As a further measure of the quality of the world 10,000m record, no athlete other than Bekele has come within five seconds of the time. But following Joshua’s 1.99-second improvement on the Ethiopian’s 5000m mark in Monaco, the Ugandan will be confident he can mount a strong challenge in Valencia.

“I am very excited to be given the opportunity to target the 10,000m world record,” said Cheptegei, whose current personal best for the distance is 26:48.36. “As my performance in Monaco showed, I am in outstanding form, so I would like to make the most of my current shape by attacking the 10,000m world record.

“Kenenisa’s 10,000m world record is one of the toughest in the books, but my training continues to go well and this gives me real confidence I can set another world record. I have many happy memories in Valencia, having set the world 10km road record there last year, so hopefully we can once again create something truly special in Valencia, were running plays such an important role.”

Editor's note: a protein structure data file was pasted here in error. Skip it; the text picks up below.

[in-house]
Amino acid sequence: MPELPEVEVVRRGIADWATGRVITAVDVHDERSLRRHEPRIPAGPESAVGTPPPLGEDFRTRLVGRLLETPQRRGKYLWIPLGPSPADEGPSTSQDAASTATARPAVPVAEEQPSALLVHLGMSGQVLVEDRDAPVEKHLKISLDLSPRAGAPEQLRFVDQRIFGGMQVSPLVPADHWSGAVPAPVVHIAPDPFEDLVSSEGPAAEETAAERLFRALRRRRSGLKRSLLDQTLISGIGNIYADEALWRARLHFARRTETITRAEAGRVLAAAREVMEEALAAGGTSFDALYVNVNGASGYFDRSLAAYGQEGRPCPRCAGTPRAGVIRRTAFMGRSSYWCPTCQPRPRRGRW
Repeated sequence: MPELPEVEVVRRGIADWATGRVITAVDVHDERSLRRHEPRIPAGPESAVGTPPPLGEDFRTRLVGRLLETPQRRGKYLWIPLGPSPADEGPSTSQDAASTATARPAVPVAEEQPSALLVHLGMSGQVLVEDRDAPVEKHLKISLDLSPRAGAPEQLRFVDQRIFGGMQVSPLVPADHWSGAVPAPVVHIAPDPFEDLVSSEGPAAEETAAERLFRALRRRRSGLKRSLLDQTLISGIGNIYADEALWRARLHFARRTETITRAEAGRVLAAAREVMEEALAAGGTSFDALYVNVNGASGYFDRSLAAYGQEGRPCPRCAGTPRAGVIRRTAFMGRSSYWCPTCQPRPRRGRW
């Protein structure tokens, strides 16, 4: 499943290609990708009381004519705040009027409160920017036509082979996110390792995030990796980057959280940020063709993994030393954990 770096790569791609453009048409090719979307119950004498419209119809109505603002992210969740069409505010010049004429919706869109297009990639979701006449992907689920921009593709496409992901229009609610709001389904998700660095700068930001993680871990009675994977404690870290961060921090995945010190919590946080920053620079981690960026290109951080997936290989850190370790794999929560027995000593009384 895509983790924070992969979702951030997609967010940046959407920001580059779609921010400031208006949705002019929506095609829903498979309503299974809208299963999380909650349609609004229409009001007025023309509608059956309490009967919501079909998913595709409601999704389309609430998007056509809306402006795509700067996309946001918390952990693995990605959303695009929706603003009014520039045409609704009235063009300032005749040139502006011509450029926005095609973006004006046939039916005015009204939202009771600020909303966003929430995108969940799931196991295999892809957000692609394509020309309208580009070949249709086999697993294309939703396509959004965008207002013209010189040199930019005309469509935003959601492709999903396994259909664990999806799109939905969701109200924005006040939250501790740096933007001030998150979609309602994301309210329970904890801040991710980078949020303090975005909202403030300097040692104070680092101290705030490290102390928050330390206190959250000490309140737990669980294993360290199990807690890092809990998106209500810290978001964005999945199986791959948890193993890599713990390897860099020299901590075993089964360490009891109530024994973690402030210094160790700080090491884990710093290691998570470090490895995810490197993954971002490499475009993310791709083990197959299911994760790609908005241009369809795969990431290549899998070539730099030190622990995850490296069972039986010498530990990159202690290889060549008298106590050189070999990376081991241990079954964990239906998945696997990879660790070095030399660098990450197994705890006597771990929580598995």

In an attempt to add the 10,000m world record to the 5000m track world record and his current world road records over 5km and 15km, Cheptegei  will be utilising world-class pace making support as well as the innovative Wavelight technology.

Following his world record bid in Valencia, Cheptegei plans to make his debut over the 21.1km distance at the rescheduled World Athletics Half Marathon Championships Gdynia 2020 on 17 October.

(09/03/2020) ⚡AMP
by World Athletics
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Peres Jepchirchir and Sheila Chepkirui are set to clash in Prague

When it became clear that it wouldn’t be possible to hold the Birell Grand Prix in Prague, organisers of the World Athletics Gold Label road race set about creating an alternative event. After much planning, RunCzech has been given the green light to stage the Prague 21.1km, an invitation-only elite half marathon on a looped circuit in Letna Park in the Czech capital on 5 September.